Pig-human transplantation not PERVerted

September 01, 2004

Organ or tissue transplantation is a potentially life-saving measure for millions of individuals who have suffered organ failure or require tissue grafts for a variety of reasons. Today thousands die while waiting for suitable organs or tissues to become available. One potential means for relieving this shortage has been through xenotransplantation, that is to use organs or tissues from other organisms, such as pigs.

A major concern of xenotransplantation is the possibility of transmitting pathogens from these other species into the donor. Particular attention, for the case of transplantation of tissues and organs from pigs, has been paid to a set of pig-derived viruses called PERVs (for Porcine Endogenous RetroViruses) because they possess the ability, though limited, to replicate in human cells. So far, the actually frequency of PERV transmission within a living organism has not been tested in either patients or animal models under circumstances where human cells are exposed over a long term to similar amount of pig tissue.

Yong-Guang Yang and colleagues, from Massachusetts General Hospital/Harvard Medical School, provide new data that indicate the dangers of such viral transmission may be extremely low and that pigs may be a safer source of transplantation material than previously thought. To carry out their assessment, the researchers developed a new xenotransplantation model where human cells coexist with large numbers of porcine cells in a transgenic mouse.

The study showed that these cells could in fact coexist long-term without PERV infection in the human cells. Although, the authors did find that human cells in these mice did contain PERV sequences, further investigation proved that this was the result of a mouse retrovirus infecting the pig cells and then transmitting the PERV from there to the human cells. This is not a concern in actual xenotransplantation, but intriguingly may account for previous observations of PERV transmission into human cells in other mouse studies, and indicates the importance of developing robust models that do not contain additional replication capable viruses.

Given the absence of direct human cell transmission of PERV, these work supports the potential safety of using pigs as source animals for transplantation to humans.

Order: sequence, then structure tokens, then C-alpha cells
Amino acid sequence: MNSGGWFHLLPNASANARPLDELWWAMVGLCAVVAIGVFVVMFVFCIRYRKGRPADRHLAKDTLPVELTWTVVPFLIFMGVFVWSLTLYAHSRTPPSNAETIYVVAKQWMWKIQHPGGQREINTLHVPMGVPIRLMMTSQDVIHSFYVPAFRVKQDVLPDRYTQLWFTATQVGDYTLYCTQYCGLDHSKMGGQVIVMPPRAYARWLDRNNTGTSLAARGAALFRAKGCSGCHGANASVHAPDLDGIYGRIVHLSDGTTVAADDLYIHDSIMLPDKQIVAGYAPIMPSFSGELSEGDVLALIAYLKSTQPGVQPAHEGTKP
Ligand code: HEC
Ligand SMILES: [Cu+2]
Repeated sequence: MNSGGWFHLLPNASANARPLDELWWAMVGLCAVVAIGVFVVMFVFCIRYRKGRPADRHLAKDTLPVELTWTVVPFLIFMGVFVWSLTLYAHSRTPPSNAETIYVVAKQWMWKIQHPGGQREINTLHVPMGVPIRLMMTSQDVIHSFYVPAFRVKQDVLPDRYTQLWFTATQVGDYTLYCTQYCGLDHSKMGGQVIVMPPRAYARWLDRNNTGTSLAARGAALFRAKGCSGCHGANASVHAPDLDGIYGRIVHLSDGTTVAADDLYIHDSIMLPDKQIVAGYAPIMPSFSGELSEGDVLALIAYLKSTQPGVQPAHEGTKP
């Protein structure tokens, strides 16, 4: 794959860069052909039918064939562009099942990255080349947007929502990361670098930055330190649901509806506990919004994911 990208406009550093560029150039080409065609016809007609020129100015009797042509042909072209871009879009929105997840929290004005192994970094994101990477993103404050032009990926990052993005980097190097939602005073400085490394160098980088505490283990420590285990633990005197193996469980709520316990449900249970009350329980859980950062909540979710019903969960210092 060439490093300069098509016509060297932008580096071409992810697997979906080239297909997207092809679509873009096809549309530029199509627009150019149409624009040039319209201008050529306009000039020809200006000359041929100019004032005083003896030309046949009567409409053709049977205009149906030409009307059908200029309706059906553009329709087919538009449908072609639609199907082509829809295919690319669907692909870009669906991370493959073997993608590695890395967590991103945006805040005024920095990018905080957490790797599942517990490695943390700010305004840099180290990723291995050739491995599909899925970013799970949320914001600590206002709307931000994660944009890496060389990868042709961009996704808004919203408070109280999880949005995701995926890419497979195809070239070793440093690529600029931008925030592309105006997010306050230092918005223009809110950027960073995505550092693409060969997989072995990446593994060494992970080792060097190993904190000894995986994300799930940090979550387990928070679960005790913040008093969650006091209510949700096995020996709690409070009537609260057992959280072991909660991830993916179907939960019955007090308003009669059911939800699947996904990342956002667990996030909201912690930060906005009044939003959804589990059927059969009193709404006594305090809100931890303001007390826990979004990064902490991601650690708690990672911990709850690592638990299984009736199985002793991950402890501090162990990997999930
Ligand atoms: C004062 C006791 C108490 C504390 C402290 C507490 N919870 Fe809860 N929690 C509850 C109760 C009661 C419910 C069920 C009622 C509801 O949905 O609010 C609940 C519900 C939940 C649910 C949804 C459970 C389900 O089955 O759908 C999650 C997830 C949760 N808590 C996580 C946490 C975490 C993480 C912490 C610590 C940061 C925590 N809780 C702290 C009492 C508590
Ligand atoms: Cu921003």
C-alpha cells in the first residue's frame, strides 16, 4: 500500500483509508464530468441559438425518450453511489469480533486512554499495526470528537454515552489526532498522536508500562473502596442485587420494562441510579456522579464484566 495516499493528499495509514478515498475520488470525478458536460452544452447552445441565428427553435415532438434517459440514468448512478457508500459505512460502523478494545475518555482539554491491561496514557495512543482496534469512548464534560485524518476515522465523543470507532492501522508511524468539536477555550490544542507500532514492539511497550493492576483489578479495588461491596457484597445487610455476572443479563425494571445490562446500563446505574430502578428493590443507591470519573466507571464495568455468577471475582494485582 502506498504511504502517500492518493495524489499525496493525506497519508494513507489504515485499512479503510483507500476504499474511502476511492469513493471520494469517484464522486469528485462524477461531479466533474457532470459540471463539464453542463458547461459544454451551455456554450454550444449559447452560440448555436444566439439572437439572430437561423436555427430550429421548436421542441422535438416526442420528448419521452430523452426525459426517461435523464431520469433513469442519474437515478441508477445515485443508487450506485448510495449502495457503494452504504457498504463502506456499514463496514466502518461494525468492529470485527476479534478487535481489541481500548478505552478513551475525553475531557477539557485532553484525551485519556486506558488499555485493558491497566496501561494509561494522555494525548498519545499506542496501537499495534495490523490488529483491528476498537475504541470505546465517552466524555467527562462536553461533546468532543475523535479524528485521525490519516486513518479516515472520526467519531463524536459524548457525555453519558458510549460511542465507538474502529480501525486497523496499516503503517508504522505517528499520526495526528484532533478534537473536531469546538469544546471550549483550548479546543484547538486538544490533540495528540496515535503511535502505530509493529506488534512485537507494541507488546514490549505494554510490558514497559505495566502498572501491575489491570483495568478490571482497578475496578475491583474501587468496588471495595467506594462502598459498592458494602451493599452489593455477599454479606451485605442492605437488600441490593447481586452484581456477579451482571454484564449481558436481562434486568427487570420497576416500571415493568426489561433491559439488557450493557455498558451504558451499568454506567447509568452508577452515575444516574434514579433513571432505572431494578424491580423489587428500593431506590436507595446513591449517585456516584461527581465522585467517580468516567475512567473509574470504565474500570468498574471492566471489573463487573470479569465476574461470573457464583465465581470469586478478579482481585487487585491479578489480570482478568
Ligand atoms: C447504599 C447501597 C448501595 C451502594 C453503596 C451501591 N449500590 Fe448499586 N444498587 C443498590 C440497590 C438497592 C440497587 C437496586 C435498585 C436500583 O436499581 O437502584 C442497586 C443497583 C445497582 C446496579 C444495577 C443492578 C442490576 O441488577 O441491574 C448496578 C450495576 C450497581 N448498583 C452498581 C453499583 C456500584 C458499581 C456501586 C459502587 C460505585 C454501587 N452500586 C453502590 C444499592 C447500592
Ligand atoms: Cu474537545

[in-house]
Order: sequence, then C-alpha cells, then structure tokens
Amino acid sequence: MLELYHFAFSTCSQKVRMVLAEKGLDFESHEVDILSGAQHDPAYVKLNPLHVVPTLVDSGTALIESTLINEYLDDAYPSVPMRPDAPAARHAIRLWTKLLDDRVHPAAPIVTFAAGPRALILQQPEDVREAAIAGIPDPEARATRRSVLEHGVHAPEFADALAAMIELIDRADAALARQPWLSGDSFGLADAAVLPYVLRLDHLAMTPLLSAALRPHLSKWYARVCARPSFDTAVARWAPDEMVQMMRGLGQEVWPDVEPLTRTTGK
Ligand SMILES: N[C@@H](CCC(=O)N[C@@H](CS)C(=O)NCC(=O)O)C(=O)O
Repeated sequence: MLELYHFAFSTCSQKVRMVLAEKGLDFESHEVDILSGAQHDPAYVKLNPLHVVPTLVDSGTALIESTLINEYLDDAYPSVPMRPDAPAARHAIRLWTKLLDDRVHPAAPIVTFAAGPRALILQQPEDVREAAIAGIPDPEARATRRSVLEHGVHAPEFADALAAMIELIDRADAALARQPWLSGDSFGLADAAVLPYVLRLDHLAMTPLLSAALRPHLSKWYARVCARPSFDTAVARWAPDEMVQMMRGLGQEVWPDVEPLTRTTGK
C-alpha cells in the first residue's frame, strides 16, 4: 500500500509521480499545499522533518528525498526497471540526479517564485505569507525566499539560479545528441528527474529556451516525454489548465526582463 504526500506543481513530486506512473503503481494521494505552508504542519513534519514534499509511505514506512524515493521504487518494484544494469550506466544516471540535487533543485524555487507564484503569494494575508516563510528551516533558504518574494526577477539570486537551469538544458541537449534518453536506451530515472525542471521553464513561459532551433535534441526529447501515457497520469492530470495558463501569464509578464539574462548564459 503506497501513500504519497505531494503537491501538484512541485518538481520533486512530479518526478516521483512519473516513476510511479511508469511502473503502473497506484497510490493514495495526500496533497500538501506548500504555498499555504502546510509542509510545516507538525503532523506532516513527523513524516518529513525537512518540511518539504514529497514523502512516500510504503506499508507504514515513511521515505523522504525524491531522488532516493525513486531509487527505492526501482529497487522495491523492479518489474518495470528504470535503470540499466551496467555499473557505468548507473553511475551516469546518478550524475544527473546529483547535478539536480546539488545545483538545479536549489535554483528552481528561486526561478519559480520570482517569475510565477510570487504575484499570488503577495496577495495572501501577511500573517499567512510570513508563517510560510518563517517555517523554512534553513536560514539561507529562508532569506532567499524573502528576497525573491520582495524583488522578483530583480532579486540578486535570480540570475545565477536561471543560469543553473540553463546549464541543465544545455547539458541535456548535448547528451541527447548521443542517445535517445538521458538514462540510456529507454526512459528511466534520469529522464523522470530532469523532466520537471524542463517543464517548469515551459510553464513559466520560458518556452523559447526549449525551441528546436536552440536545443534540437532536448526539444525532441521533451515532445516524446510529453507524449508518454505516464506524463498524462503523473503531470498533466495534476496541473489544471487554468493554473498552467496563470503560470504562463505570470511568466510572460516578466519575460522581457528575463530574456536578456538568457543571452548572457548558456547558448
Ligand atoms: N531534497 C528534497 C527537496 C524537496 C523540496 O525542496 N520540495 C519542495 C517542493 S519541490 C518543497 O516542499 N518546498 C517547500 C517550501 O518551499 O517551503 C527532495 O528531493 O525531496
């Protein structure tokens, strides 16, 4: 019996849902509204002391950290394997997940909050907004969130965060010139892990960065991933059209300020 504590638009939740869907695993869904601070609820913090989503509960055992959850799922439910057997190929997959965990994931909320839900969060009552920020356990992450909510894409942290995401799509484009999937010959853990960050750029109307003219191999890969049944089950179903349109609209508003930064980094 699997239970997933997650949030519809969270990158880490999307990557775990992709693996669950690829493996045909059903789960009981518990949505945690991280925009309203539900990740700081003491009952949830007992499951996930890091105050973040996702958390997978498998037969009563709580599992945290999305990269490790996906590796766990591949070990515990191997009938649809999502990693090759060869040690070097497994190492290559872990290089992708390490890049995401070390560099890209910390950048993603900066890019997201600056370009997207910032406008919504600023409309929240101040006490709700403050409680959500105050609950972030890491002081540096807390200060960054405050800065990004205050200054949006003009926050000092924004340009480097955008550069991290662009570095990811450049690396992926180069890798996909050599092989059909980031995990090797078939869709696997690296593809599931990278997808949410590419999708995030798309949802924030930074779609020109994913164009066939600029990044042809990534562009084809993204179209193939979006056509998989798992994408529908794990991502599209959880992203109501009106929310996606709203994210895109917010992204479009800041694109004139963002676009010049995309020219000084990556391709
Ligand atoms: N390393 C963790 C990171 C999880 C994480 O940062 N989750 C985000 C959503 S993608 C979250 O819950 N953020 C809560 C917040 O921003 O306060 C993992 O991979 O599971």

-end-
TITLE: Mouse retrovirus mediates porcine endogenous retrovirus transmission into human cells in long-term human-porcine chimeric mice

AUTHOR CONTACT:
Yong-Guang Yang
Massachusetts General Hospital/Harvard Medical School, 13th Street, Boston, MA 02129, USA Phone: 617-726-6959; Fax: 617-724-9892; E-mail: yongguang.yang@tbrc.mgh.harvard.edu

View the PDF of this article at: http://www.jci.org/cgi/content/full/114/5/695

JCI Journals

Related Transplantation Articles from Brightsurf:

A revolutionary new treatment alternative to corneal transplantation
A new approach in ophthalmology that offers a revolutionary alternative to corneal transplantation has just been developed by researchers and clinicians in North America, Europe, and Oceania.

Fewer complications after organ transplantation
A large international study coordinated by University Hospital Regensburg and Charité - Universitätsmedizin Berlin has demonstrated the safety of new cell therapy approaches for use in kidney transplant recipients.

Elderly patients also benefit from kidney transplantation
So far, kidney transplantation has generally not been offered to elderly patients (>75 years) because of the perioperative risks.

New material will allow abandoning bone marrow transplantation
Scientists from the National University of Science and Technology 'MISIS' developed nanomaterial, which will be able to restore the internal structure of bones damaged due to osteoporosis and osteomyelitis.

Fewer medical tests -- timely listing for transplantation
Younger patients would benefit greatly from kidney transplantation. Their expected remaining lifetime may even be doubled by having a transplant.

Uterus transplantation -- ethically just as problematic as altruistic surrogacy
In 2014, the first child to have been gestated in a donated uterus was born.

Advancing transplantation: Hepatitis C-infected organs safe for transplantation when followed by antiviral treatment
Twenty patients at Penn Medicine have been cured of the hepatitis C virus (HCV) following lifesaving kidney transplants from deceased donors who were infected with the disease, according to a study published today in Annals of Internal Medicine.

Transplantation followed by antiviral therapy cured hepatitis C
Twenty patients who received kidneys transplanted from hepatitis C virus (HCV)-infected donors experienced HCV cure, good quality of life, and excellent renal function at one year.

The Journal of Heart and Lung Transplantation: 50 years of heart transplantation progress
This month marks the 50th anniversary of the world's first human heart transplant performed at Groote Schuur Hospital in Cape Town by South African surgeon, Christiaan Barnard.

Older donor lungs should be considered for transplantation
With a scarcity of lungs available for transplantation, the use of lungs from donors older than age 60 has been shown to achieve reasonable outcomes and should be considered as a viable option, according to research published online today in The Annals of Thoracic Surgery.

Read More: Transplantation News and Transplantation Current Events
Brightsurf.com is a participant in the Amazon Services LLC Associates Program, an affiliate advertising program designed to provide a means for sites to earn advertising fees by advertising and linking to Amazon.com.